Original Translation of Two Poems by Gabriele Barbarrossa (also known in some circles as “The Mad Poet/Tailor of Buenos Aires”)


I made for you
a dress.
I made it in
a hurry.
I made it from
live animals
– its feel is
rather furry –
so if you wear it
in a photograph
your edges
will be blurry.


my son, my son
right here,
your sweater lies
with five nice
button holes
and instead of buttons

although the flies
have flown away,
do not think I’ve been
for I give you both a sweater
and a purpose
– now find your buttons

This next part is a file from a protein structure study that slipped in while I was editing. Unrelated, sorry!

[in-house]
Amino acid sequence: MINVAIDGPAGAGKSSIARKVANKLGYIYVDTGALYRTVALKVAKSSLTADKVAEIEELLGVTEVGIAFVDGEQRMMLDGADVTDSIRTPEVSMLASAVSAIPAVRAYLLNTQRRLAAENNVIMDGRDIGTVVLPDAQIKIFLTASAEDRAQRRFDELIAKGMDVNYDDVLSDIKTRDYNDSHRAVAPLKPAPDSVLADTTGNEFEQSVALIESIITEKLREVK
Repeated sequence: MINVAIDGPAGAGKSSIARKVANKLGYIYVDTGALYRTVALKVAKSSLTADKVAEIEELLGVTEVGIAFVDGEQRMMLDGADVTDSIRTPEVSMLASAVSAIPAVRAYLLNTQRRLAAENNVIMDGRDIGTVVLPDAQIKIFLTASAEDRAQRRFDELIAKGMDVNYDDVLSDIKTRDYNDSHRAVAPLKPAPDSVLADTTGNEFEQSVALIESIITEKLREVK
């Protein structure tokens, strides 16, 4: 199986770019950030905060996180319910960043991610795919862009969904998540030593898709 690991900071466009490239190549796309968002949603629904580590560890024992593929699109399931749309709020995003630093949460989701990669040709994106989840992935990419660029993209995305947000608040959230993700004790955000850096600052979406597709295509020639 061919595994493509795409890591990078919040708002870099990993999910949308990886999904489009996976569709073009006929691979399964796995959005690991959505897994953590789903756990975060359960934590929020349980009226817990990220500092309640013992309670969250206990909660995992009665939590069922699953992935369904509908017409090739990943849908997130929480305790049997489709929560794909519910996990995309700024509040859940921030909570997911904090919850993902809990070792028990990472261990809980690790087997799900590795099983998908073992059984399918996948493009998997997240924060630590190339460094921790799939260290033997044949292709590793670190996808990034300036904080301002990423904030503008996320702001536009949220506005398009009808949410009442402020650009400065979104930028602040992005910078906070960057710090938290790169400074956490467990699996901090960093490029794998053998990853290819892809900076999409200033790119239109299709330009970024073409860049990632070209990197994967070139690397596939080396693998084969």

in the skies!

The works of Gabriele Barbarrossa, “The Mad Poet/Tailor of Buenos Aires” are incredibly difficult to find, both because as poets go, he was a somewhat obscure figure, the son of Italian-born parents who emigrated to Argentina in 1915 who lived the life of a simple tailor in Buenos Aires and published no poetry during his lifetime, and also because of the method he used to write his poetry – sewing it into the inner linings of suit jackets.

My profound thanks to my Argentinian connection – who must remain nameless – for not only spotting these two Barbarrossa poems sewn into a smart, blue, double-breasted blazer, but, knowing that I am somewhat of an amateur Barbarrossa scholar, being kind enough to remove them and mail their thread to me wrapped around a simple wooden spool.

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